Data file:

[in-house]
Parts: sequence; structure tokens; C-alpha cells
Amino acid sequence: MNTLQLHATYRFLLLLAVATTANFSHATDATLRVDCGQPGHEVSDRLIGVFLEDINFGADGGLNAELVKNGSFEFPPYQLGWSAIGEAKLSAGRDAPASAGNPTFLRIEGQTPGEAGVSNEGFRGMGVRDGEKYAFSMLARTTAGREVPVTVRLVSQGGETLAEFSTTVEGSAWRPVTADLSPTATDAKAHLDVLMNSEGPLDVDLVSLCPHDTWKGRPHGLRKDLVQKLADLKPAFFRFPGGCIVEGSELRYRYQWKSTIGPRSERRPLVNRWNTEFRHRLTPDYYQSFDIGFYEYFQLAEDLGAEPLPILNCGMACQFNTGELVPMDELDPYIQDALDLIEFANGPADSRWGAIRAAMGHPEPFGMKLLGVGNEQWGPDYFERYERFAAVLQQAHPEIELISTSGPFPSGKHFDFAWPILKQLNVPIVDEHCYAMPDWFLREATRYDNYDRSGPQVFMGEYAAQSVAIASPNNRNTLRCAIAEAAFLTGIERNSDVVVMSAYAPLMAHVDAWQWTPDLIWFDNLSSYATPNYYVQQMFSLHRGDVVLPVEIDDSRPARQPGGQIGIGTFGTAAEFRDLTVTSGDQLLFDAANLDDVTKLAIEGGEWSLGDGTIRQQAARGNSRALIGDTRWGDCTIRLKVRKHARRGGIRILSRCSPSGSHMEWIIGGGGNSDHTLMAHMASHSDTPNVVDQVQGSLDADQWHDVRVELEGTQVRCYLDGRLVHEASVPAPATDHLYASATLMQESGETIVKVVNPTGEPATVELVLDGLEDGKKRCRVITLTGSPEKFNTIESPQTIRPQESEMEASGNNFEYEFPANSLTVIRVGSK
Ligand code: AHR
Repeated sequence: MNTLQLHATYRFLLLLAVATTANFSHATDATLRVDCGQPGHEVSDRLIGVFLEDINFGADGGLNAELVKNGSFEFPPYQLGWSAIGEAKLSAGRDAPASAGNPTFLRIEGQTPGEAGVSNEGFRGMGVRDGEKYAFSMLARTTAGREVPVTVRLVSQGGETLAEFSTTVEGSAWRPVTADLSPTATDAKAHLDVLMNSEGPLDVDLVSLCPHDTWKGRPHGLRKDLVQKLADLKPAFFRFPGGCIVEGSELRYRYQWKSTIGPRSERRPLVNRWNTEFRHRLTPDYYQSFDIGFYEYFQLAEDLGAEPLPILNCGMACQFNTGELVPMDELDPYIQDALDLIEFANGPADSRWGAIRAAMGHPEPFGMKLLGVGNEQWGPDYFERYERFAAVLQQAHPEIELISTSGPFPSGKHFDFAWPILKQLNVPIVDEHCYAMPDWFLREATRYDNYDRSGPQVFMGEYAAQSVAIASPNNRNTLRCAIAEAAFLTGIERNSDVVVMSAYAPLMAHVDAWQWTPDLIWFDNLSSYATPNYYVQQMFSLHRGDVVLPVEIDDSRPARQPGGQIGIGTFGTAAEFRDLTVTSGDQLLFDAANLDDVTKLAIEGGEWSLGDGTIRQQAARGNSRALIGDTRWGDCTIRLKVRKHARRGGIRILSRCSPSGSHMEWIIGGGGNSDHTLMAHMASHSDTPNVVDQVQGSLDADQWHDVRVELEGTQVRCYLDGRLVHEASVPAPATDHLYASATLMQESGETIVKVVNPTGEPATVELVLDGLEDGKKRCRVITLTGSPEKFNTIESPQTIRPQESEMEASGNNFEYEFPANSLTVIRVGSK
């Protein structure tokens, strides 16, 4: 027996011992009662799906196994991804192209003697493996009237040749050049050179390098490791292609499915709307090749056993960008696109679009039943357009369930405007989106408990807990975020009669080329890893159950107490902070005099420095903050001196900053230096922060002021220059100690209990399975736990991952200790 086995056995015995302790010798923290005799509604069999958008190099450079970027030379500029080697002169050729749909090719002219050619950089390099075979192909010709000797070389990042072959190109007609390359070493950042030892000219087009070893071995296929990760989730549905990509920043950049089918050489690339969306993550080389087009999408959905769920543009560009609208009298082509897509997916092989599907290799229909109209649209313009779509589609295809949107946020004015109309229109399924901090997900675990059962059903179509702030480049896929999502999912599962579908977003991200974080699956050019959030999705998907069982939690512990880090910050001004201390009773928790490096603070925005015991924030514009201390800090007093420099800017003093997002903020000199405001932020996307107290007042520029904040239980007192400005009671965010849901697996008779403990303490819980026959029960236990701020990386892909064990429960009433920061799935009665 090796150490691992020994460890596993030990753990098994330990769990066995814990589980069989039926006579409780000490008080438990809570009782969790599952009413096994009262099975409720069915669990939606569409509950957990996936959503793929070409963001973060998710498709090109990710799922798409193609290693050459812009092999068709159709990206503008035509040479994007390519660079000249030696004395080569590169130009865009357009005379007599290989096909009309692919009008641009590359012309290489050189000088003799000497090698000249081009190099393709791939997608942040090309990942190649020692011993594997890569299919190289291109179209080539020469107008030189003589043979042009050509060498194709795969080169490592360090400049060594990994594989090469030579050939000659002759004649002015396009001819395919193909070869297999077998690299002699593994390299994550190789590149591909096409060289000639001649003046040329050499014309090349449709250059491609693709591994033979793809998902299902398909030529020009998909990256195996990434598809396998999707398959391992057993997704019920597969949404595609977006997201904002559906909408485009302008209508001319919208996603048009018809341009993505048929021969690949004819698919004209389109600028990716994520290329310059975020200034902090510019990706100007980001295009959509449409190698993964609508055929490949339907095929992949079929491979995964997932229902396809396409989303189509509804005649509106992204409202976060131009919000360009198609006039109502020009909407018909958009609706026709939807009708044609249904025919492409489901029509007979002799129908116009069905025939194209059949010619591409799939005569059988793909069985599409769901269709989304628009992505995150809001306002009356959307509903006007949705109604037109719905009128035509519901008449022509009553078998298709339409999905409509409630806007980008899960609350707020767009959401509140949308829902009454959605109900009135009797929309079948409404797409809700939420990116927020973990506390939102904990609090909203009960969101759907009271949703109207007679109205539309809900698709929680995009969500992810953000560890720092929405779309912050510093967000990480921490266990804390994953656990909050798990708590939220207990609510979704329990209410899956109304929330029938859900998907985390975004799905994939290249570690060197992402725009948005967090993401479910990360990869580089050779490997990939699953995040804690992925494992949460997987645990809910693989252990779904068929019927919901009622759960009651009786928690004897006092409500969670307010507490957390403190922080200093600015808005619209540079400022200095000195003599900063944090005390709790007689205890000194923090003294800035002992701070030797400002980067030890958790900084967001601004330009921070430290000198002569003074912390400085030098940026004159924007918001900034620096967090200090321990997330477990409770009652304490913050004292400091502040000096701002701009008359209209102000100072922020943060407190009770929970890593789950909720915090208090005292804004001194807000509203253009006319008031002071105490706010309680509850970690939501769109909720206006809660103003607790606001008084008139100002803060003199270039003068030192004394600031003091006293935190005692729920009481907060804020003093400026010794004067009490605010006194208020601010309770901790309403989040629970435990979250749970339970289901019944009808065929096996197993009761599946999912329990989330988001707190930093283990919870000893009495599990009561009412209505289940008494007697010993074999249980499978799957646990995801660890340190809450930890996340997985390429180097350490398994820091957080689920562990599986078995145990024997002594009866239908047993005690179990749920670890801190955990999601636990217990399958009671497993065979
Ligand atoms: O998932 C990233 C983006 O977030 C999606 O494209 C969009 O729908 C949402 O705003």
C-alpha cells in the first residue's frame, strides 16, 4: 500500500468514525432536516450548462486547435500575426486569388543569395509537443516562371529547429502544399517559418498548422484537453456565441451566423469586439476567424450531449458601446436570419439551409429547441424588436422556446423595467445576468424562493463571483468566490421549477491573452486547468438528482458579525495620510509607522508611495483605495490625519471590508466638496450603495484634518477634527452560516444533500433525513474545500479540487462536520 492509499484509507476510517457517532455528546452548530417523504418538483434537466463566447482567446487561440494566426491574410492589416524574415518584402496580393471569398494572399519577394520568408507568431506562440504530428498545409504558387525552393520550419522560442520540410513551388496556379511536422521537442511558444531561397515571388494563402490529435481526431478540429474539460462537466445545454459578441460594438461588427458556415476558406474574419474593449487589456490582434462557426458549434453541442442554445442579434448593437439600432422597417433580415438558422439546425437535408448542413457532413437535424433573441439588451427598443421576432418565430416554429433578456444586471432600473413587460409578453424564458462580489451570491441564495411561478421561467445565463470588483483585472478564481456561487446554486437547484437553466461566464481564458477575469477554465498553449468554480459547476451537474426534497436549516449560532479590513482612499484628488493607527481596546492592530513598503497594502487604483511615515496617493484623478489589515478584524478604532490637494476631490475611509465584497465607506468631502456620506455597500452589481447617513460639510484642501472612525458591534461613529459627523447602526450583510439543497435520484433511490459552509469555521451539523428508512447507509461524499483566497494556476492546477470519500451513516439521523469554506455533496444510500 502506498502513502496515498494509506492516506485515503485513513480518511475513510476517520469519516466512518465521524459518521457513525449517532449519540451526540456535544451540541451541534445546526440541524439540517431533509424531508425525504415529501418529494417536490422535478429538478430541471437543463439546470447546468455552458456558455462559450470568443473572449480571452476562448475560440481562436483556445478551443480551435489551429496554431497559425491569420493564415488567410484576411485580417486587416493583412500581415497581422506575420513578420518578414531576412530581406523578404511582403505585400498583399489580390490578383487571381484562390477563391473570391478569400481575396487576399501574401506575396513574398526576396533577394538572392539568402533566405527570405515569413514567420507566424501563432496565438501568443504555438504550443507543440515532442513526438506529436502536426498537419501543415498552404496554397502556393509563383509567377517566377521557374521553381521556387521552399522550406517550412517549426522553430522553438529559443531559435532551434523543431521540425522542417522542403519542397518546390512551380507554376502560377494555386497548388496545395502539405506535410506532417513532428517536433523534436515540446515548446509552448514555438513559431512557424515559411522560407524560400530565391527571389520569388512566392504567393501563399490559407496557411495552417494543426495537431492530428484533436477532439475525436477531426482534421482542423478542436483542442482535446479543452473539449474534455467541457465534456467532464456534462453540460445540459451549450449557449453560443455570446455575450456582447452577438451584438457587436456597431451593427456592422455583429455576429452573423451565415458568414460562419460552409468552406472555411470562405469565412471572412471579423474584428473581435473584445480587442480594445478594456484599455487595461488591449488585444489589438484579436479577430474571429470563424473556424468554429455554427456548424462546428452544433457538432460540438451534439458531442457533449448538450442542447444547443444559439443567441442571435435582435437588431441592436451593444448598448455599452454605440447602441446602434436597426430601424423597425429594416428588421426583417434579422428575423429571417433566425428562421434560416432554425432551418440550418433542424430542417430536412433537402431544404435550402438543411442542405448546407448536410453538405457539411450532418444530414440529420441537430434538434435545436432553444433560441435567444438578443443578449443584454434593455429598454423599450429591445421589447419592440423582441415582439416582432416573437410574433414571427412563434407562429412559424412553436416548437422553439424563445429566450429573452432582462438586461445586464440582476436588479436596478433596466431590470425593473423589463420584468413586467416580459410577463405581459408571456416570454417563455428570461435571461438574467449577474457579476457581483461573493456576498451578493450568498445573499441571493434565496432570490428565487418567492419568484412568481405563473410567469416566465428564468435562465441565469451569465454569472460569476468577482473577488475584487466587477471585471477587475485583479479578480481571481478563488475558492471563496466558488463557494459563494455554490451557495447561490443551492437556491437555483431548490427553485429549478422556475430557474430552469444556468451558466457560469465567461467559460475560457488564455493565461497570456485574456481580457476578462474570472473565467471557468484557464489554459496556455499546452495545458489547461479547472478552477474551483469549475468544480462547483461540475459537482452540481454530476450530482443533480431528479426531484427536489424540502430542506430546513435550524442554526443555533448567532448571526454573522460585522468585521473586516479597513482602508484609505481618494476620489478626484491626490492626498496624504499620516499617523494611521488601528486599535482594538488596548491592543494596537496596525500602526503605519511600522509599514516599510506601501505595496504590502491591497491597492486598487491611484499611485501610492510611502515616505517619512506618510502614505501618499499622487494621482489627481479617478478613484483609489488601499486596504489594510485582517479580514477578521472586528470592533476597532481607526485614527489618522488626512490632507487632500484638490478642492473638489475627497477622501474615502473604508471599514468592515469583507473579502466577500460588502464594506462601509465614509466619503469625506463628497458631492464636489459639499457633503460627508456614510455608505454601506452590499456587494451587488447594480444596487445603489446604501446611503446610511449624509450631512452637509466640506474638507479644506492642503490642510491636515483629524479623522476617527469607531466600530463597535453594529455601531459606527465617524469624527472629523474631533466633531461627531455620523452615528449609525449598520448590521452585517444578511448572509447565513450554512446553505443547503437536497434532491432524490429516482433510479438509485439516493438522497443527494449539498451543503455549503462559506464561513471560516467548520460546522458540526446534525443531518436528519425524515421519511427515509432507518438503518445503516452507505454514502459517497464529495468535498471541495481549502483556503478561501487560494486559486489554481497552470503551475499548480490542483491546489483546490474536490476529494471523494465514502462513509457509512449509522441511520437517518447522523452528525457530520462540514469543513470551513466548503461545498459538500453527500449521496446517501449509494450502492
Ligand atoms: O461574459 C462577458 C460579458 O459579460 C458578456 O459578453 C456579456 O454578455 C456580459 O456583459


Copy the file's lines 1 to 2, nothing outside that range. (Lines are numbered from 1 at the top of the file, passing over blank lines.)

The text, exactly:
[in-house]
Parts: sequence; structure tokens; C-alpha cells